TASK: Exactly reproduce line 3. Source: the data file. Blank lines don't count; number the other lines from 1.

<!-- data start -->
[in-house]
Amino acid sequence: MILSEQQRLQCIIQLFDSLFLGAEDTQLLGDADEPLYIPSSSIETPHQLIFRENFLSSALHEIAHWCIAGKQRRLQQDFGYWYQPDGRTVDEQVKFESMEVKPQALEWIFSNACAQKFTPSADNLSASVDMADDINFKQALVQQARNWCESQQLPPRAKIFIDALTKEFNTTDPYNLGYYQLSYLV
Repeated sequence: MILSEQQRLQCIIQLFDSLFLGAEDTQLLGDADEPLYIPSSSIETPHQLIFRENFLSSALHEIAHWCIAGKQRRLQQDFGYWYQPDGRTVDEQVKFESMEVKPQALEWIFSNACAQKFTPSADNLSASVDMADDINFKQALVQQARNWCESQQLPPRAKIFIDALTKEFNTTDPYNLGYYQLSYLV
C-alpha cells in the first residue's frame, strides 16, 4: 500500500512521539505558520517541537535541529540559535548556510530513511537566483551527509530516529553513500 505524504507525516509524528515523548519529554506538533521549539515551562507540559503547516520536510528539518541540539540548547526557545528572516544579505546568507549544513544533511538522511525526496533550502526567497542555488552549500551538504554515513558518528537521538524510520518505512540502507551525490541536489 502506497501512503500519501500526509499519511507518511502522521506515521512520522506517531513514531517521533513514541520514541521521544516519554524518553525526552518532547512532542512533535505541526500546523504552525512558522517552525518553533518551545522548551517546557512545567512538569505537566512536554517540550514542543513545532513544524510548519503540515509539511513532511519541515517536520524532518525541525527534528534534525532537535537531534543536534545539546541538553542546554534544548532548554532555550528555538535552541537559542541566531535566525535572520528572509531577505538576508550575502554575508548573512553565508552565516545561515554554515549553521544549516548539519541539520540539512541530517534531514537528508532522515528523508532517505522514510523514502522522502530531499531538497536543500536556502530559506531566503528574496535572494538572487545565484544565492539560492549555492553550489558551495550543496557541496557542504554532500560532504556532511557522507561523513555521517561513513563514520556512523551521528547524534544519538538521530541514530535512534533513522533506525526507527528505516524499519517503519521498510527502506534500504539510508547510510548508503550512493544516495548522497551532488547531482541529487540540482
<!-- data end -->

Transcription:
Repeated sequence: MILSEQQRLQCIIQLFDSLFLGAEDTQLLGDADEPLYIPSSSIETPHQLIFRENFLSSALHEIAHWCIAGKQRRLQQDFGYWYQPDGRTVDEQVKFESMEVKPQALEWIFSNACAQKFTPSADNLSASVDMADDINFKQALVQQARNWCESQQLPPRAKIFIDALTKEFNTTDPYNLGYYQLSYLV